One judge, two identities 1

Zwei Seelen wohnen, ach! in meiner Brust

Die eine will sich von der andern trennen

(Two souls, alas, dwell in my breast

The one would sever itself from the other)

– Goethe: Faust I.

We deplore the ruling of the Supreme Court, issued yesterday, that upholds Obamacare (the Patient Protection and Affordable Care Act).

Why did Chief Justice Roberts, whose vote decided whether the tyrannous law should stand or fall, vote to let it stand?

A plausible – but not consoling – explanation is offered by Charles Krauthammer.

He writes:

Chief Justice John Roberts joins the liberal wing of the Supreme Court and upholds the constitutionality of ObamaCare. How? By pulling off one of the great constitutional finesses of all time. 

He managed to uphold the central conservative argument against ObamaCare, while at the same time finding a narrow definitional dodge to uphold the law — and thus prevented the court from being seen as having overturned, presumably on political grounds, the signature legislation of this administration.

Why did he do it? Because he carries two identities.

Jurisprudentially, he is a constitutional conservative.

Institutionally, he is chief justice and sees himself as uniquely entrusted with the custodianship of the court’s legitimacy, reputation and stature.

As a conservative, he is as appalled as his conservative colleagues by the administration’s central argument that ObamaCare’s individual mandate is a proper exercise of its authority to regulate commerce. That makes congressional power effectively unlimited. Mr. Jones is not a purchaser of health insurance. Mr. Jones has therefore manifestly not entered into any commerce. Yet Congress tells him he must buy health insurance — on the grounds that it is regulating commerce. If government can do that under the Commerce Clause, what can it not do?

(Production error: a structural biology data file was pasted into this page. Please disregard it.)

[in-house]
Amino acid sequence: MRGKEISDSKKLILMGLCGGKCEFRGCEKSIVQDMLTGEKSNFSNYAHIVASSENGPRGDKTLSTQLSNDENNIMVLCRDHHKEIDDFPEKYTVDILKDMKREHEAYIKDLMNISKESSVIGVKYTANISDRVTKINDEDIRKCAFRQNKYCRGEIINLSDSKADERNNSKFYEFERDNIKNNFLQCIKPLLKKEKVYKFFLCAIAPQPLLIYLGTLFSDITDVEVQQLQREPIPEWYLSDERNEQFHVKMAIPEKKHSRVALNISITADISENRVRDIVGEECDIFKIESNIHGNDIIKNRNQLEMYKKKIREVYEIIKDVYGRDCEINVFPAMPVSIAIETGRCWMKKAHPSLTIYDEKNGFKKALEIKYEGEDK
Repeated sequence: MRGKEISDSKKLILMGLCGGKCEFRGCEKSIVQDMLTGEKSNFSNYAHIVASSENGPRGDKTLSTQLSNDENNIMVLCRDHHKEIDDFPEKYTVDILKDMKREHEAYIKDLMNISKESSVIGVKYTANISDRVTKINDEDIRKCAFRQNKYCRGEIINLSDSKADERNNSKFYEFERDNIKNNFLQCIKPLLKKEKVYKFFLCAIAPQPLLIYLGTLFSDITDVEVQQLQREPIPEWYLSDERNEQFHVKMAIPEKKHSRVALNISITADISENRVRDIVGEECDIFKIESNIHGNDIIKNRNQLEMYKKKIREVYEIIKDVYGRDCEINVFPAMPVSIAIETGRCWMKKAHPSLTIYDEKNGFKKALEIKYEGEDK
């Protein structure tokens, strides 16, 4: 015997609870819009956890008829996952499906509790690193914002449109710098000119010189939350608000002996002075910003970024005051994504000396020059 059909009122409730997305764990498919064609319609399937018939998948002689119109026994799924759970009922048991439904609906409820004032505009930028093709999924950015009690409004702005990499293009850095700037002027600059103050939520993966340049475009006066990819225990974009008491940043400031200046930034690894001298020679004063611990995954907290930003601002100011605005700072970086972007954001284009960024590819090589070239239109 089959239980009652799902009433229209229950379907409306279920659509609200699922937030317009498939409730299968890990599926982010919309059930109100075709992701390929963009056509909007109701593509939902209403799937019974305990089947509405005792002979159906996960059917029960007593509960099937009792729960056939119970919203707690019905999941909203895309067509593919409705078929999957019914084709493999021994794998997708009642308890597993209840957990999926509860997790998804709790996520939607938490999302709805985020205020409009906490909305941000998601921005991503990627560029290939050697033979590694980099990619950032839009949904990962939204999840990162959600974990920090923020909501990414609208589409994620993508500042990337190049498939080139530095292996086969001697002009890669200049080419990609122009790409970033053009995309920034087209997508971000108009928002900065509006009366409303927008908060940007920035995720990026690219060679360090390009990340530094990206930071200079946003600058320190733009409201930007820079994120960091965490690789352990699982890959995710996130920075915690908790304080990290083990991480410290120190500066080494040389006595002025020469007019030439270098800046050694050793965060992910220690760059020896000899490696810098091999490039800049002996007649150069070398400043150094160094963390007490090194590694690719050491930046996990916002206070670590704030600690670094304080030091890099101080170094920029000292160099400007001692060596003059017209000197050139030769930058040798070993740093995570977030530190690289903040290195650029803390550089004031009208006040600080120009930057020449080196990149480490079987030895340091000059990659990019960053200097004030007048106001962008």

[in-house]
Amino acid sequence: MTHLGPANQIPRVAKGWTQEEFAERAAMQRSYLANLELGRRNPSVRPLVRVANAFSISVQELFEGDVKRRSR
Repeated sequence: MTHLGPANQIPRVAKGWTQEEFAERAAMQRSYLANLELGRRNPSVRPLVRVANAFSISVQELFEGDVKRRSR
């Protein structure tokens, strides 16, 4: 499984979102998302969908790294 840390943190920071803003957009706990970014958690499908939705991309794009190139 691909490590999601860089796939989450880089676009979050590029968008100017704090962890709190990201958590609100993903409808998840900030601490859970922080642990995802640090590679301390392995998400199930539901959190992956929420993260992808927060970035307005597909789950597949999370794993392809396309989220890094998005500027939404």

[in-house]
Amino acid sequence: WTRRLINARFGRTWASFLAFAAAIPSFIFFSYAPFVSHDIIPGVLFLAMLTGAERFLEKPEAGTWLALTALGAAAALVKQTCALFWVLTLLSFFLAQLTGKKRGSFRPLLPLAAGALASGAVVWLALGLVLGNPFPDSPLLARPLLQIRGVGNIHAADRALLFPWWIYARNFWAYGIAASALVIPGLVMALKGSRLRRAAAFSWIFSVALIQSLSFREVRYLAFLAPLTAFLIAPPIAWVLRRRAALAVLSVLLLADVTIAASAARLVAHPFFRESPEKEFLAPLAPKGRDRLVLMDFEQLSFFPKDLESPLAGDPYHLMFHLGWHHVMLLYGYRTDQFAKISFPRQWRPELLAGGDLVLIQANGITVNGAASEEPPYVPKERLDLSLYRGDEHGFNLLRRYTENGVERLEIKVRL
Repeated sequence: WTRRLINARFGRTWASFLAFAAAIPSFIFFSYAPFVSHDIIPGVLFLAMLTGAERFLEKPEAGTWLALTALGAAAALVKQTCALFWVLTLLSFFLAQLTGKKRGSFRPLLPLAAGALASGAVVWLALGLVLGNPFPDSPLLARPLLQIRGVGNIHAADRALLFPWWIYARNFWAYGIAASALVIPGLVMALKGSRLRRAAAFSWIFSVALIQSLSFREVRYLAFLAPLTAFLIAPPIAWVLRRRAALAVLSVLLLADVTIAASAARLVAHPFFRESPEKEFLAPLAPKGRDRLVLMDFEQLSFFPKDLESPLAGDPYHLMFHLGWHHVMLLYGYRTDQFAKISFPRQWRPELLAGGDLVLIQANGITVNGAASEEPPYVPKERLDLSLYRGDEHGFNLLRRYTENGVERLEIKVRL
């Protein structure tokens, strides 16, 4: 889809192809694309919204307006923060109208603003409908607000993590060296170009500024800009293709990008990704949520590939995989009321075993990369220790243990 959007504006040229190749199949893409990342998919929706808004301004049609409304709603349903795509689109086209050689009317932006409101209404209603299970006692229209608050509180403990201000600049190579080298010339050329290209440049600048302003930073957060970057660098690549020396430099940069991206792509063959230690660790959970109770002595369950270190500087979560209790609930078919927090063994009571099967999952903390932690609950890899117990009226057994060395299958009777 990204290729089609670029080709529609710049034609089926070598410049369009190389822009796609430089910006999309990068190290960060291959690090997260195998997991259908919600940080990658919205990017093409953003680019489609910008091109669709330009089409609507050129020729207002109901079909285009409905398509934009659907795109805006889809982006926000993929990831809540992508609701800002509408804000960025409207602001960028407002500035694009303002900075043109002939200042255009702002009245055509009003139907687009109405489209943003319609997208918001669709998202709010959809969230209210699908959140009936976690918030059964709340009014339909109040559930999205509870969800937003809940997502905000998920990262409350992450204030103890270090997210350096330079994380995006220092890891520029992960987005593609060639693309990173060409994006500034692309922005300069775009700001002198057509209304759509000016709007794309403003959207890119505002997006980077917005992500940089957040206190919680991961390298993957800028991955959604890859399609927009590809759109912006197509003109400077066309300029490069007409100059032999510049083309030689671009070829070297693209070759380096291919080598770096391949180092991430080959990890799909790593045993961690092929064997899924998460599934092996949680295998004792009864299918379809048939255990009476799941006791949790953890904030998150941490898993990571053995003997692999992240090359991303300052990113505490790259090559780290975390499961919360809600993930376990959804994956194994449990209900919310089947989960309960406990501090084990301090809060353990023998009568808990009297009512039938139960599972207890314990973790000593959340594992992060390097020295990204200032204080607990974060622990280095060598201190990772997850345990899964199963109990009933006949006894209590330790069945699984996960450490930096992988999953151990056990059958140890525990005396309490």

But now government can do it not under the Commerce Clause, thanks to the ruling. Mr. Jones can be ordered to do anything, and be fined if he doesn’t, on the grounds that the fine is a tax.

“The Framers … gave Congress the power to regulate commerce, not to compel it,” writes Roberts. Otherwise you “undermine the principle that the Federal Government is a government of limited and enumerated powers.”

That’s Roberts, philosophical conservative.

But he lives in uneasy coexistence with Roberts, custodian of the court, acutely aware that the judiciary’s arrogation of power has eroded the esteem in which it was once held …

National health care has been a liberal dream for a hundred years. It is clearly the most significant piece of social legislation in decades. Roberts’ concern was that the court do everything it could to avoid being seen, rightly or wrongly, as high-handedly overturning sweeping legislation passed by both houses of Congress and signed by the president.

How to reconcile the two imperatives — one philosophical and the other institutional? Assign yourself the task of writing the majority opinion. Find the ultimate finesse that manages to uphold the law, but only on the most narrow of grounds — interpreting the individual mandate as merely a tax, something generally within the power of Congress.

Result? The law stands, thus obviating any charge that a partisan court overturned duly passed legislation. And yet at the same time the Commerce Clause is reined in. By denying that it could justify the imposition of an individual mandate, Roberts draws the line against the inexorable decades-old expansion of congressional power under the Commerce Clause fig leaf. 

Law upheld, Supreme Court’s reputation for neutrality maintained. Commerce Clause contained, constitutional principle of enumerated powers reaffirmed.

That’s not how I would have ruled. I think the “mandate is merely a tax” argument is a dodge, and a flimsy one at that. (The “tax” is obviously punitive, regulatory and intended to compel.) Perhaps that’s not how Roberts would have ruled had he been just an associate justice, and not the chief. But that’s how he did rule.

ObamaCare is now essentially upheld. There’s only one way it can be overturned. The same way it was passed — elect a new president and a new Congress.

So it is up to the voters to decide in November whether they want a government that is their master or their servant.

To choose between tyranny and freedom.

  • Liz

    Do you think he did this intentionally to set it up to be repealed, and then get two things – the repeal and also the court ruling that the commerce clause cannot be used as an excuse to try this again?